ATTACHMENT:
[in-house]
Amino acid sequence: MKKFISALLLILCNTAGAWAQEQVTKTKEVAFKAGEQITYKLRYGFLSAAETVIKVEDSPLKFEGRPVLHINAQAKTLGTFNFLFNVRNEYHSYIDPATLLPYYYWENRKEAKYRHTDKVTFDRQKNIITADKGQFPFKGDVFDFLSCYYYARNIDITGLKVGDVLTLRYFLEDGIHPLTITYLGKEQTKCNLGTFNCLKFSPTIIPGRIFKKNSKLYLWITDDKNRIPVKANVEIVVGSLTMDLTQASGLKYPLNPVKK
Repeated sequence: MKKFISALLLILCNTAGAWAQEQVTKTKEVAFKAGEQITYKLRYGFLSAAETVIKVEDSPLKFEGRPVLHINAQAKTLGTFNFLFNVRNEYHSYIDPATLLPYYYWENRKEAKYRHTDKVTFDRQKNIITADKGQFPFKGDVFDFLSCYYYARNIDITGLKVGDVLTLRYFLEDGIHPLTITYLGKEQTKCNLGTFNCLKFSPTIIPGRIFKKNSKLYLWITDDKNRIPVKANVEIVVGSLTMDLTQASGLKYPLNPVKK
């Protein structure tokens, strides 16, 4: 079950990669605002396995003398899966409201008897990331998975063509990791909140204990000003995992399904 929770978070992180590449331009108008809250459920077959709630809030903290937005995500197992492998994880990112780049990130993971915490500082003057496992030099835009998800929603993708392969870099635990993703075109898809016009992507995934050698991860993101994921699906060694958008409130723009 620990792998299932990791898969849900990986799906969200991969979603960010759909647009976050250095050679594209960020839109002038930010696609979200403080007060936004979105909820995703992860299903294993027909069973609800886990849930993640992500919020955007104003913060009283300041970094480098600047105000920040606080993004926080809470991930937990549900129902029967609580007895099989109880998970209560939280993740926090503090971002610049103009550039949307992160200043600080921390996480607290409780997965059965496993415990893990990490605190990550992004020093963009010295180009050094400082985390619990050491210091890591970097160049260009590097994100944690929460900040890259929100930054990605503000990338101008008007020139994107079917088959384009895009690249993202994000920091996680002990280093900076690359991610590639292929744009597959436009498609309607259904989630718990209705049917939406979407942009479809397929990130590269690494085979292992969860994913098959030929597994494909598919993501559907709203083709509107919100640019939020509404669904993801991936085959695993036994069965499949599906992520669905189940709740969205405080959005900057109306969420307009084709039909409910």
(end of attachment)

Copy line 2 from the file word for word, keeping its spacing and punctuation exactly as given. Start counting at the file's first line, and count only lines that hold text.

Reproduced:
Amino acid sequence: MKKFISALLLILCNTAGAWAQEQVTKTKEVAFKAGEQITYKLRYGFLSAAETVIKVEDSPLKFEGRPVLHINAQAKTLGTFNFLFNVRNEYHSYIDPATLLPYYYWENRKEAKYRHTDKVTFDRQKNIITADKGQFPFKGDVFDFLSCYYYARNIDITGLKVGDVLTLRYFLEDGIHPLTITYLGKEQTKCNLGTFNCLKFSPTIIPGRIFKKNSKLYLWITDDKNRIPVKANVEIVVGSLTMDLTQASGLKYPLNPVKK